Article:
The Wonderful World of Tim Walker

Wandering under the bubbles that spell ‘Wonderful Things’, I left behind the corridors of the V&A and stepped inside Tim Walker’s creative mind. The labyrinthine exhibition space, with its kaleidoscopic colour scheme, embodied a playful childhood escapism, captivating my inner daydreamer. This is how I want the whole world to look, I thought.


Swathes of designer fabric engulf familiar faces, juxtaposed with peppermint-coloured cats, gigantic skeletons, leopards on stilts, Cadillacs and dragons. Margot Robbie lies in an empty bath in a similarly empty, clinical space. She is clothed in various shades of pink attire, white Mary Janes, a tulle scarf preventing her voluminous beehive from flying off her head. A de-shelled boiled egg lies in a frying pan in her white-gloved right hand. Because – why not? This is the delicious sentiment that much of Walker’s work seems to conjure: because why not. 


The curator, Susanna Brown, explores the architectural potential of photography through her innovative display. She encourages the viewer’s curiosity and agency to twist, peak and peer through holes and magnifying glasses, to stoop and study photographs hung at their feet. She forces us to be children, and reminds us of the joy of our fearless creativity, which the real world so harshly persuades us to suppress. 


This exhibition marks Walker’s third solo show hosted by the V&A, a museum with which he has an intimate relationship. Ten new series of photography respond to Walker’s personal highlights from the museum. Not only is this exhibition an homage to Walker’s imaginative brilliance, but to the gloriously inspiring collection: as Walker articulates, ‘each shoot is a total love letter to an object from the V&A’.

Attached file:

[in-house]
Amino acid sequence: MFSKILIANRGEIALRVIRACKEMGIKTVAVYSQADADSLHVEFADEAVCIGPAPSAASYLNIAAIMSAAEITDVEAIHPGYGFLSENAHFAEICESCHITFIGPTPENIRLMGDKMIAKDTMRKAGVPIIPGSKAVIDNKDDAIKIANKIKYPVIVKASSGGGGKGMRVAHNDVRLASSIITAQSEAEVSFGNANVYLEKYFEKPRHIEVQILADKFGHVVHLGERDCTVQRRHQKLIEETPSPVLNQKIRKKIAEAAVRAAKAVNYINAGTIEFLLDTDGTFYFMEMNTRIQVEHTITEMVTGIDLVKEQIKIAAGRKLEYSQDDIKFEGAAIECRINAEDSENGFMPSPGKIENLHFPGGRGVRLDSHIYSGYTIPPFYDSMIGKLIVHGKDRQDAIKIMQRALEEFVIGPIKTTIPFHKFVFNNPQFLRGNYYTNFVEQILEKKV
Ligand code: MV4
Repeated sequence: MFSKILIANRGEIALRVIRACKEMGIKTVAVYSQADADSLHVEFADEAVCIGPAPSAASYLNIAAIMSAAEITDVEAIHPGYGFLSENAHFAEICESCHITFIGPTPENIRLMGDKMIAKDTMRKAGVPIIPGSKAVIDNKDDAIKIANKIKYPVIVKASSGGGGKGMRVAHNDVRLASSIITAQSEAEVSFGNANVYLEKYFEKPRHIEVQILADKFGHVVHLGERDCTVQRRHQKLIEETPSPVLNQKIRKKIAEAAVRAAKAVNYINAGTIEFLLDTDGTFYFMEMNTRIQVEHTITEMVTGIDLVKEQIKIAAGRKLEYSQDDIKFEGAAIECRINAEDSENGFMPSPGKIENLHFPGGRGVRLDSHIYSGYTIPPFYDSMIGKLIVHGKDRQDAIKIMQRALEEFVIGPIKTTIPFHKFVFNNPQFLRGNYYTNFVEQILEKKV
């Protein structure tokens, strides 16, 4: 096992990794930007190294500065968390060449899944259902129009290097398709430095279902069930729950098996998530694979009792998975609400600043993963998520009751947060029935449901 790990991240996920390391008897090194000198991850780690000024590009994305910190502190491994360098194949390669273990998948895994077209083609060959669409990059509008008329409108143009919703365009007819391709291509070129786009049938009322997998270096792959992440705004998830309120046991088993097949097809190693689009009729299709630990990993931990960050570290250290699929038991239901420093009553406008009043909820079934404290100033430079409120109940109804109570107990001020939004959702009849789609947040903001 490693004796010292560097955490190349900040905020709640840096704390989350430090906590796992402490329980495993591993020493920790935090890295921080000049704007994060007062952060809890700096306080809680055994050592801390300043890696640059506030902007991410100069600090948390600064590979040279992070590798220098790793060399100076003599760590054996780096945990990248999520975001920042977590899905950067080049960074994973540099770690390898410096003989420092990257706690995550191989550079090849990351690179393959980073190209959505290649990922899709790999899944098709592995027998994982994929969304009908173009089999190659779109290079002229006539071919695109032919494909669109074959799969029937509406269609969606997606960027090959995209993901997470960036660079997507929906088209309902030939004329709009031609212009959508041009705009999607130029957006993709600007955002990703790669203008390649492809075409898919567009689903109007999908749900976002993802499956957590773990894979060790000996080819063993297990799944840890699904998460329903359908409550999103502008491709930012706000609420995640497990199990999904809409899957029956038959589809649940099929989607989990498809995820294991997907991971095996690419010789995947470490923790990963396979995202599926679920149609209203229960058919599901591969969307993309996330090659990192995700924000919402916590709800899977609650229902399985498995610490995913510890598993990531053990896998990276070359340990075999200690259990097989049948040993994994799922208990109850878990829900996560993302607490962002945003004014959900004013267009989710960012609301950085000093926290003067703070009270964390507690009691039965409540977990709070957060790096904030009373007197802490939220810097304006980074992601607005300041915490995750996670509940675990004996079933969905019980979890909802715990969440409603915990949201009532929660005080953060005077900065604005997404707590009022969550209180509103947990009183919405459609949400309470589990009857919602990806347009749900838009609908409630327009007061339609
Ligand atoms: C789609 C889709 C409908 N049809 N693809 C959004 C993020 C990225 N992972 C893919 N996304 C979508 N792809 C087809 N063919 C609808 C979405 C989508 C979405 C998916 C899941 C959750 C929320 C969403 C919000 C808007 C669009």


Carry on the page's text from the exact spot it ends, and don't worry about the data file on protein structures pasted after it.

Tilda+Swinton+by+Tim+Walker+for+W+Magazine+7+(4).jpgPerhaps my favourite room in the exhibition is enchantingly entitled ‘Box of Delights’. The photographs it houses respond to an embroidered casket from the V&A collection, dating from about 1675, intricately designed and embroidered as was custom for young maidens to boast their skilled needlework. For Walker, it reminded him of ‘how we, as human beings, need to build a private world that we love.’ We all keep our secrets, but where do we put them? What would that place look like, that hideaway where we stash our deepest, most furtive thoughts and truths? For Walker, it’s a magical garden with a unicorn. And to me that sounds about right.


There’s a beautiful narrative present in Walker’s series. And perhaps that’s because he isn’t purely a photographer: he’s a storyteller. James Spencer, the model behind the shoot, plays the protagonist in this enchanted tale of escapism. The dreary hailing english countryside represents his reality, and the magical garden his deepest dreams and desires. ‘It’s an intrinsic human need to have this privacy and your private world is somewhere where you can become anything you want,’ Walker tells us. So Spencer becomes a variety of characters: a clown in a frilly period dress, a dancer with a feather hat, a greek marble statue – whatever he wants.



The pink wallpaper, the purposeless ballustrading skirting the room, the pink TV, and indeed the music and sound by Samad Bouguhalam morph the viewer’s experience of this series into something deeply immersive and overwhelmingly immediate. Walker and Brown together have unlocked the key to the viewer’s connection, creating a space which surely resonates with every visitor, young or old. Walker’s charismatic dreamscapes seem to transcend time. 


This theatricality extends to the process of production. Brown has described being on set as ‘a little like watching a play’. It seems there is a smidgen of delightful make-believe in every aspect of Walker’s photographs, yet their roots in reality make them feel just about attainable. The link to Hieronymous Bosch, to paintings that we know and love, to physical objects from history, to Tilda Swinton, Timothée Chalamet, Grayson Perry – certainties that we read about and see around us all the time, make his surrealist visual playgrounds feel like maybe, just maybe, they could be real. As Amanda Harlech, fashion consultant to Walker, cogently expresses, ‘Tim is a dream catcher’. And he makes those dreams feel alive. 


Tim Walker: Wonderful Things has been extended to 20th March. Book your tickets here